(Photo- The Scotsman)
MorTEN- Whatever Happened To the Likely Lads?
by Russell Gordon
Saturday sees Morton return to New Douglas Park, Hamilton on league duty for the first time in over seven years, with only a surprise, Ross Forbes-inspired Betfred Cup victory en route to a Hampden semi-final in 2016 since that previous visit. Never a happy hunting ground since it opened in 2001, with only a late Alex Williams winner in the 2003-04 collapse season, a victory on Valentine's Day 2012 that was somewhat overshadowed by other events in Scottish football that day, and a couple of draws to show for our troubles in South Lanarkshire. Added to that, our return visit in 2003-04 resulted in a 6-1 hammering as Hamilton hacked away at our lead before pipping us to the post for promotion on the final day. Another unhappy memory was the injustice of Chris Templeman's last minute equaliser in 2007 being overturned as the players lined up to restart the game when hapless linesman Ross Haswell convinced referee Craig Thompson to overturn the award of the goal under pressure from the Accies players, a decision that still rankles to this day with some (me, at least).
But, for all those horror stories, nothing would compare to the abject misery, shame and embarrassment that befell Morton on the 3rd of May 2014, a day that would leave an indelible scar on the by then 140 year history of Morton. With Accies pushing for the title against their already relegated visitors, surprisingly enough, the travelling fans looked forward to the match with a degree of optimism. A victory against Hamilton's main challengers Dundee, and a draw with play-offs bound Falkirk, both at Cappielow on the previous two Saturdays, suggested that whilst the season from hell could not just be laughed off, there was reason to believe that Kenny Shiels was capable of turning Morton around in League One the following season.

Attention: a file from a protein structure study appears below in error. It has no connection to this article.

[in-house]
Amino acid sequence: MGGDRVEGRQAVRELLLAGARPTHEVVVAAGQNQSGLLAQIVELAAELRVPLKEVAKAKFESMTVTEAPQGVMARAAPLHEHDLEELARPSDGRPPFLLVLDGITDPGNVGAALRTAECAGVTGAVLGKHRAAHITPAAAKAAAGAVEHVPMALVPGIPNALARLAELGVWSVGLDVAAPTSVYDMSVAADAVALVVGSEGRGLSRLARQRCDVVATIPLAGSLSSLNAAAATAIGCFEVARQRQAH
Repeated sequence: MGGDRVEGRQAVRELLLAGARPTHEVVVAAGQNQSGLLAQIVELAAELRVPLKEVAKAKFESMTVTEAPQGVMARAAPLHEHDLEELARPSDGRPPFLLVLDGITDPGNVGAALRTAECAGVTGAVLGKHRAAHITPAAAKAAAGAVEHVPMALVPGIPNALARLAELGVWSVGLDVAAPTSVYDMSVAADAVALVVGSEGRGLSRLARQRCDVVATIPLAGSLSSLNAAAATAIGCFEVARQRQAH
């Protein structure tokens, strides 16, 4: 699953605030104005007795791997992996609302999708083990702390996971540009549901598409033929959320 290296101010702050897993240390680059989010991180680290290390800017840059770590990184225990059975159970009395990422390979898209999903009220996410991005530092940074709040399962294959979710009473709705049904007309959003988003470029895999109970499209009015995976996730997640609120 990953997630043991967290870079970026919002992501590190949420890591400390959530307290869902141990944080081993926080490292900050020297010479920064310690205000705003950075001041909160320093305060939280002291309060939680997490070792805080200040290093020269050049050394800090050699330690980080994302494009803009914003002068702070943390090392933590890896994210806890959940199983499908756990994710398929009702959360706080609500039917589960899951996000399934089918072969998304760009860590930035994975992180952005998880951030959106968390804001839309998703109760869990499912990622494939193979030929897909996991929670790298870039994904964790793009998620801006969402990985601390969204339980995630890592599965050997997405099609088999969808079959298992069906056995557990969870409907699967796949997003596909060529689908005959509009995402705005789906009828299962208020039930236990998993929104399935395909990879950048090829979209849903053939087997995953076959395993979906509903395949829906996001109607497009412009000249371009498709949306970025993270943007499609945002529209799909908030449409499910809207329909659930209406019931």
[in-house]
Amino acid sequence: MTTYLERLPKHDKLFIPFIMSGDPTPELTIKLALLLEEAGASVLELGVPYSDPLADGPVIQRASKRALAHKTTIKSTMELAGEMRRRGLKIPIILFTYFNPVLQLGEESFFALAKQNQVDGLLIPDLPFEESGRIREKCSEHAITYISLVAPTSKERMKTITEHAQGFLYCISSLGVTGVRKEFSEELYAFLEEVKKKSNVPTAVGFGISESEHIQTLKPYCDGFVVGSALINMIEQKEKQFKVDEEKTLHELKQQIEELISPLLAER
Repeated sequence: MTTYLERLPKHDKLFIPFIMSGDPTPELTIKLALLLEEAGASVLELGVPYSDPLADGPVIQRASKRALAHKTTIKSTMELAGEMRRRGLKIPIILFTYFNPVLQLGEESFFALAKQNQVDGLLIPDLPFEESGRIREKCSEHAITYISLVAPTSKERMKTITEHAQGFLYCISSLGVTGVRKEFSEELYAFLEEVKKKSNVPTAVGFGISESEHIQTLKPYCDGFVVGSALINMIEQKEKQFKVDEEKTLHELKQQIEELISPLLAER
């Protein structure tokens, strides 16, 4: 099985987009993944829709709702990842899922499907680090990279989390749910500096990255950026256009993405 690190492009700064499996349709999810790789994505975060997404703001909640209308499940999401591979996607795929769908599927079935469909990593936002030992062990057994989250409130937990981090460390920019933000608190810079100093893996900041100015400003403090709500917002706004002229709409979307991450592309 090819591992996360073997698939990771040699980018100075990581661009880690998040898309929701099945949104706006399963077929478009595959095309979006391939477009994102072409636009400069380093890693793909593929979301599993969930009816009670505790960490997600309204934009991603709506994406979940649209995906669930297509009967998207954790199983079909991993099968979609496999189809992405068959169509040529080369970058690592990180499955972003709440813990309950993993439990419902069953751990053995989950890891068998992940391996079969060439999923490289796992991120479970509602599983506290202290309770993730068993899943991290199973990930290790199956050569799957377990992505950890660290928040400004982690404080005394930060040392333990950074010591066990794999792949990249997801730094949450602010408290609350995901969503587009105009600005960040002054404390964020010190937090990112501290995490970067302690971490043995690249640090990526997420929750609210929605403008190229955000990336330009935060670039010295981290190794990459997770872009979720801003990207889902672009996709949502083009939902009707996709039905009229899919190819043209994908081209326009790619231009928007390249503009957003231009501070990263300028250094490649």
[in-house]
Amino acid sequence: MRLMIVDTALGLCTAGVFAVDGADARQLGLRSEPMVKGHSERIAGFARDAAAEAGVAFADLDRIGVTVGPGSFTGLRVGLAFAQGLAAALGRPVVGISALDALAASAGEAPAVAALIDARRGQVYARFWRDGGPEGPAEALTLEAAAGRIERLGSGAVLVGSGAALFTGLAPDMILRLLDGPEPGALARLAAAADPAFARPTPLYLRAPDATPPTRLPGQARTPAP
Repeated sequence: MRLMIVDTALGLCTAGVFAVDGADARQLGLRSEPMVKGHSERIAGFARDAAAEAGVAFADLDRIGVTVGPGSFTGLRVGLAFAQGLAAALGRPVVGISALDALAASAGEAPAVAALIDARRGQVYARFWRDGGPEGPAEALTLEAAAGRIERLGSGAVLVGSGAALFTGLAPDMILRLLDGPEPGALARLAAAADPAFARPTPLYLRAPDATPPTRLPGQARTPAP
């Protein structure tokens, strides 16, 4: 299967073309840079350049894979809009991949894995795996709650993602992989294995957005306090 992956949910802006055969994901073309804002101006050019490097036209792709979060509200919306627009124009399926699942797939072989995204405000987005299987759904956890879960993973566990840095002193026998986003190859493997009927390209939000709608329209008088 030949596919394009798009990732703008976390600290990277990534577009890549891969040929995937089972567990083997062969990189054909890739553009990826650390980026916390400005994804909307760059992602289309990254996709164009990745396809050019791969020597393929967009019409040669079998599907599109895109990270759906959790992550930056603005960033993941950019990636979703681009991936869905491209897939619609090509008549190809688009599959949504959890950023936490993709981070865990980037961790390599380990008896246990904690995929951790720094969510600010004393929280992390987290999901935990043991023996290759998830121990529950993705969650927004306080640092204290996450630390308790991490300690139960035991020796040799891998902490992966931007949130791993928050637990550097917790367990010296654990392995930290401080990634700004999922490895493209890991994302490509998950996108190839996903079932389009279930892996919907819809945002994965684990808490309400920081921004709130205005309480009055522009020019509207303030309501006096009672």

Whilst Accies needed to win by eight clear goals, they also required a favour from their conquerors of the penultimate weekend, Dumbarton. Having been on the wrong end of a 4-1 trouncing at The Rock, they'd given up pole position to the Dens Park side- who, the previous week thought they'd blown their chance in losing at Cappielow. All these circumstances combined to create the perfect storm, as a team that was already looking forward to their holidays and going through the motions faced up to a team that simply couldn't afford to take the foot off the gas.
2-0 down after 8 minutes, we were fighting a losing battle from the off, as Tony Andreu bagged a first half hat trick, with the only moment of respite being a stunning Dougie Imrie strike which reduced the arrears as Morton headed in facing a 5-1 deficit at the break. What was said in the away dressing room in that period is up for debate, but there have been a number of stories since that day of some very harsh words being spoken and perhaps a few fists flying.
A brief point in the afternoon that the ball wasn't nestling in Nicolas Caraux's net.
(Photo- Russell Gordon)
The second half of course wasn't to get any better as the goals kept coming. Before taking up where they left off, Hamilton conceded a penalty as former 'Ton custodian Kevin Cuthbert felled Hamilton-bound Imrie in the box. Incredibly, the only Morton player to come out of the game with any sort of credit wasn't entrusted with the responsibility of taking the spot kick, and Rowan Vine's pathetic effort was comfortably stopped by Cuthbert. Sixth and seventh goals duly arrived before Imrie again got himself on the scoresheet, but the last 15 minutes were to really put Morton's name in the history books for all the wrong reasons, as Mikael Antoine-Curier added his final couple of strikes to help himself to a second half hat trick and a total of four for the day either side of an own goal from Stuart Findlay.